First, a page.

At first glance the UK Industrial Group’s suggestion that industry should seek National Lottery funds to help rebuild Britain’s manufacturing base seems a bizarre idea. It is also an indictment of the workings of the UK economy that it cannot generate sufficient funds for itself.
But on closer inspection the idea has merit. As the UKIG points out, there is a danger in becoming too dependent on inward investment. And this week the managing director of British Aerospace Airbus called for increased public funding, matched by the private sector, to increase investment in aerospace fivefold. There is little hope of this happening in the current economic climate. But a lottery-supported investment fund would be, according to the principles of the lottery, additional to public funding and could go some way to meeting this call.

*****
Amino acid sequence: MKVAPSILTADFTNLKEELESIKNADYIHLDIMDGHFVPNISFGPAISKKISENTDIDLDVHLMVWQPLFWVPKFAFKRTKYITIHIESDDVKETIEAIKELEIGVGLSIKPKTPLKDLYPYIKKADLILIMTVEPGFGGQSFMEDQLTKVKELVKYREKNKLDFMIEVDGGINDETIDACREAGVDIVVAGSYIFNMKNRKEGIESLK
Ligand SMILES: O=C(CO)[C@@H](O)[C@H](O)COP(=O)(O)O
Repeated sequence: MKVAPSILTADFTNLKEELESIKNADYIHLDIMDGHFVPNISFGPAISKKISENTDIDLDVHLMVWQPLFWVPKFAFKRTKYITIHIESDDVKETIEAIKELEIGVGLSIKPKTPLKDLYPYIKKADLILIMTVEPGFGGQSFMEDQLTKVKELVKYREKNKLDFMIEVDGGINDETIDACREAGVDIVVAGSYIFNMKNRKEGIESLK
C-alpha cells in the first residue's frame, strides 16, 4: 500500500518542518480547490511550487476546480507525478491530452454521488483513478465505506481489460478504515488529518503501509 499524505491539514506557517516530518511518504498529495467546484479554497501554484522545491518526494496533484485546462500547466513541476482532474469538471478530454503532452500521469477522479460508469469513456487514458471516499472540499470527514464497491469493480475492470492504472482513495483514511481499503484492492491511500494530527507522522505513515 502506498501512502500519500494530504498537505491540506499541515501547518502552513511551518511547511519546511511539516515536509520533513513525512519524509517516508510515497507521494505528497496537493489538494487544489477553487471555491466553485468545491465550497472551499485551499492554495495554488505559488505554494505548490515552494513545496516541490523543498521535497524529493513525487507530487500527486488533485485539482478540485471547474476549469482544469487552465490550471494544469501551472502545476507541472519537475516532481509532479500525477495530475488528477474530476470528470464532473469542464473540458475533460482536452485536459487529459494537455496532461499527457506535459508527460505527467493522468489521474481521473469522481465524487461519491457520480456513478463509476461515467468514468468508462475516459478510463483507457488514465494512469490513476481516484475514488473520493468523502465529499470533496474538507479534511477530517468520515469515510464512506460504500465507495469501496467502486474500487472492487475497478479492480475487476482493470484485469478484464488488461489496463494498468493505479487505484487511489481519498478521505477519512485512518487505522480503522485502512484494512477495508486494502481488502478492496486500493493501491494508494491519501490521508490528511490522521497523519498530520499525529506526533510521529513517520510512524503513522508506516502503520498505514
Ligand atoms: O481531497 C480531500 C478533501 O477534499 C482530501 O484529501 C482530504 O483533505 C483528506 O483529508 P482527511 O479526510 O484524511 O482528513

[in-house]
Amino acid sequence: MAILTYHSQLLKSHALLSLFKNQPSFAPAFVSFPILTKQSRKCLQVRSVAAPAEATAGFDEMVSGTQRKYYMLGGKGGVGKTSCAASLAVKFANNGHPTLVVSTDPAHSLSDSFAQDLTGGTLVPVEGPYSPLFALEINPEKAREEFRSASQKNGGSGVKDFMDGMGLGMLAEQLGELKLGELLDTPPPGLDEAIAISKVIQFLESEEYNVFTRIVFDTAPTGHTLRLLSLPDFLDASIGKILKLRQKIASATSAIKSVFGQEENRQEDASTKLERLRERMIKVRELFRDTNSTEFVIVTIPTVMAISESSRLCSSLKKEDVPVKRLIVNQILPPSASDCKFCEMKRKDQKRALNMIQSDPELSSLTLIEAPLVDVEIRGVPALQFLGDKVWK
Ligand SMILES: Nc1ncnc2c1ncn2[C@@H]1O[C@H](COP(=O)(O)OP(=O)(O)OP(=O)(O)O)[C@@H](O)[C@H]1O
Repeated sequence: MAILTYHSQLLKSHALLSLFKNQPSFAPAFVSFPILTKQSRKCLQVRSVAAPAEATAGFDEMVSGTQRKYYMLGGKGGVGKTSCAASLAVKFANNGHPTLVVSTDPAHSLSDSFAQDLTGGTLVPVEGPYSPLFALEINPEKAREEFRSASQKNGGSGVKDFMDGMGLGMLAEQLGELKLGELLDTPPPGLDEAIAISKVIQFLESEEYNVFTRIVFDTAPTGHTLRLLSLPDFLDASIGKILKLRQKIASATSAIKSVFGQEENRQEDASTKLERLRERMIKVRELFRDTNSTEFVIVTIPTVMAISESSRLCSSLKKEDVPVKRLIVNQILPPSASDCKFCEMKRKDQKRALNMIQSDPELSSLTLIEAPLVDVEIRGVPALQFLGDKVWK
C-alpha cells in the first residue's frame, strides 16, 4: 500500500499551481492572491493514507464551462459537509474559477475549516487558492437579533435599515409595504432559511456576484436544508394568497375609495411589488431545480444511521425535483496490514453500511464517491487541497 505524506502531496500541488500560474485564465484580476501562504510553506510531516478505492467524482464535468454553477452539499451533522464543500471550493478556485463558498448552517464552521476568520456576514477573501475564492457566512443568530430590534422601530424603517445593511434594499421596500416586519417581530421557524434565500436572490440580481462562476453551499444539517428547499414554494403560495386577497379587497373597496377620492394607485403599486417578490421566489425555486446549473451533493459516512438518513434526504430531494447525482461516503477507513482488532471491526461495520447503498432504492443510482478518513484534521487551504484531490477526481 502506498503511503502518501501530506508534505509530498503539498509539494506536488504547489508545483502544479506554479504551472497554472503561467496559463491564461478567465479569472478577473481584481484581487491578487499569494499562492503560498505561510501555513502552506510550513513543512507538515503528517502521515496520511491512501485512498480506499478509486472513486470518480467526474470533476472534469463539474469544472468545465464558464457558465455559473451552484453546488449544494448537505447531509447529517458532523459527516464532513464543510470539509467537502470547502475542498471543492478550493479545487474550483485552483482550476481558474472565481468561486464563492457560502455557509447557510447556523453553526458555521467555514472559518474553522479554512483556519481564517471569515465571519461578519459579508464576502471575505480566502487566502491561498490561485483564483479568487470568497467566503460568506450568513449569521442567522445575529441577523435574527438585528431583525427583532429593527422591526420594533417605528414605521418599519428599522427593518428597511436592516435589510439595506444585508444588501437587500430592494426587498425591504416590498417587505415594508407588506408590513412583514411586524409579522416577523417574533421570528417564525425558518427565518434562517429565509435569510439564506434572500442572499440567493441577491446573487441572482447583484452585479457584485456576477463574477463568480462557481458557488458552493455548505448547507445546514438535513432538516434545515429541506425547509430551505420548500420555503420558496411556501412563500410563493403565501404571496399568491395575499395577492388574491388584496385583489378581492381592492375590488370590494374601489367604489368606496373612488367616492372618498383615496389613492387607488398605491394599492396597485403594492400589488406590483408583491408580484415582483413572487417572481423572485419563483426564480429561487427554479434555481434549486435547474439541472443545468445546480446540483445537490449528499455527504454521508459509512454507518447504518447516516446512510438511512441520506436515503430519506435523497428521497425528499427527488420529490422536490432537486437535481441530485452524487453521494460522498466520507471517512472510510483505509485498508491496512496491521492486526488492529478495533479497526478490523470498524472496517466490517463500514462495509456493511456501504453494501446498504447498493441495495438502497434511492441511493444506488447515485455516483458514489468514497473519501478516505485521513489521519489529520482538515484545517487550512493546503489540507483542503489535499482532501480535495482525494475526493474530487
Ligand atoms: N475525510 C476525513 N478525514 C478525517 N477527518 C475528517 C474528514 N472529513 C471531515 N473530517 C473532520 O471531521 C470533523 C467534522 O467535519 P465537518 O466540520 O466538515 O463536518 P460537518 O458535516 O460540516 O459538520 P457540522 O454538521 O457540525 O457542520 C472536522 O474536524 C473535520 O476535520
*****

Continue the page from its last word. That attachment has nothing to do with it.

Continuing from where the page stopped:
Devising a way of distributing the funding would be a headache, given that the UKIG does not want to recreate a 1990s equivalent of the National Economic Development Corporation or the Industrial Reorganisation Corporation. Critics will line up to decry the idea as an example of that anathema, picking winners.
But it is at least arguable that investing in the UK’s manufacturing base would be the most effective possible way to use lottery funds, because it would have potentially the most far-reaching effect on future prosperity.